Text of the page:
Related blog post: Product Safety - Reality, Redundancy and Money-Drain Check


Please provide comments if you wish. You may use the space provided for comments below:

Posted By Felix Amiri
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Felix Amiri is the current Food Industry Chair of GCSE-Food & Health Protection

3 comments:

  1. The most likely to be a recall-free existence is the Company A which believes in and practices training its employees with the right resources and develops and enhances their skill set.
    Company C is would probably rank second as against Company A. They are small with not a huge bank account, but are funding their food safety systems (people process places) with whatever they can and more. They understand and do take Food Safety seriously.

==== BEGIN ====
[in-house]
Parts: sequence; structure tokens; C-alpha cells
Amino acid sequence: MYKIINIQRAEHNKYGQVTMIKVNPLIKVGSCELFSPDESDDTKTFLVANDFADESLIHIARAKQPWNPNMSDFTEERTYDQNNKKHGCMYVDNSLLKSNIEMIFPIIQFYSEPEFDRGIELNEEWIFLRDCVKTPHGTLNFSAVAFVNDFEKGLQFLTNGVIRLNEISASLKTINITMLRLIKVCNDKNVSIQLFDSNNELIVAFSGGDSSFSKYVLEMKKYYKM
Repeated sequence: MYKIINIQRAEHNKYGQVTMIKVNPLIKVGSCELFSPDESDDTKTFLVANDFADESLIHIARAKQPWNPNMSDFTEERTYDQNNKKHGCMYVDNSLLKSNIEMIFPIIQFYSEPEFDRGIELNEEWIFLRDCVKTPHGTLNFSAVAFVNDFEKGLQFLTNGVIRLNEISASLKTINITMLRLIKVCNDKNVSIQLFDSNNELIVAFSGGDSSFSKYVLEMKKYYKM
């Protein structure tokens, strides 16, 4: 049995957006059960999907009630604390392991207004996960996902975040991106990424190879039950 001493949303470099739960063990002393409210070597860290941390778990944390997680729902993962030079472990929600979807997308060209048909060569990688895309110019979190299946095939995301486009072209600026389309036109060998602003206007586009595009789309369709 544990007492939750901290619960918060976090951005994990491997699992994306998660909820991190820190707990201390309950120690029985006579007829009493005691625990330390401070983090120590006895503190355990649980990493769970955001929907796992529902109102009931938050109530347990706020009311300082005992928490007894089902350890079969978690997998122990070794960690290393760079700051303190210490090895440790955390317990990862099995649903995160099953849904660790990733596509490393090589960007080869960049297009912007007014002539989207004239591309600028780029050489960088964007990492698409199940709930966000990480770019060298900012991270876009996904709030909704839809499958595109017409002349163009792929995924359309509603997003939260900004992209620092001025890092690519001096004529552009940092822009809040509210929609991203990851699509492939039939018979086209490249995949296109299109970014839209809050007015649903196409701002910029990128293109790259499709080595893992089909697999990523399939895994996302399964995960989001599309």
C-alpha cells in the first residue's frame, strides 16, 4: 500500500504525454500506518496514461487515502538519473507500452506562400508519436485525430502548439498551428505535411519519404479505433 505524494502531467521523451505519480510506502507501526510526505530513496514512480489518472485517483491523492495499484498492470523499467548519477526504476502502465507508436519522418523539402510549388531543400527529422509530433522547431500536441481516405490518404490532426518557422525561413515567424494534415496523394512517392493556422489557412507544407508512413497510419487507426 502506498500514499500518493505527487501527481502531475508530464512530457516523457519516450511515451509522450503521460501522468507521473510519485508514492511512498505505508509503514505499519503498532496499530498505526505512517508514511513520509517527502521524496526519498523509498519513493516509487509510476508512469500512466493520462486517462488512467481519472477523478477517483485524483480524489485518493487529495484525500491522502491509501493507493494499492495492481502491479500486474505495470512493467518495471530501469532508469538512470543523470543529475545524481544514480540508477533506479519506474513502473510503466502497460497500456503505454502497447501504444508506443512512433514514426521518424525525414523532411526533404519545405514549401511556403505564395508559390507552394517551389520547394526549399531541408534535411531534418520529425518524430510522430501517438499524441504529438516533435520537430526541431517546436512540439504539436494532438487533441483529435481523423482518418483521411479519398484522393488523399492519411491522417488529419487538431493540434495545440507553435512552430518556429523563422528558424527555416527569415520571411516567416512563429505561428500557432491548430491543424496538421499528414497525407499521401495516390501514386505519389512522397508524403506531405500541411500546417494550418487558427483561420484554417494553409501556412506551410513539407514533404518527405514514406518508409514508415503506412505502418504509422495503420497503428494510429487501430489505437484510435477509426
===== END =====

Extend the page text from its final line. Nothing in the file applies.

Company B, on the other hand, knows the seriousness of Food Safety but chooses to bypass the pains (which in the long run are only gains and very little pains ofcourse). They get a certificate for the sake of getting one, and will probably boast about holding one such certificate to get customers. Doesn't do good.

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  2. Ananiah, Thanks for your comments. What you said makes good sense.

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  3. Absolutely agree with Ananiah. Unfortunately, this is the state food industry is in right now.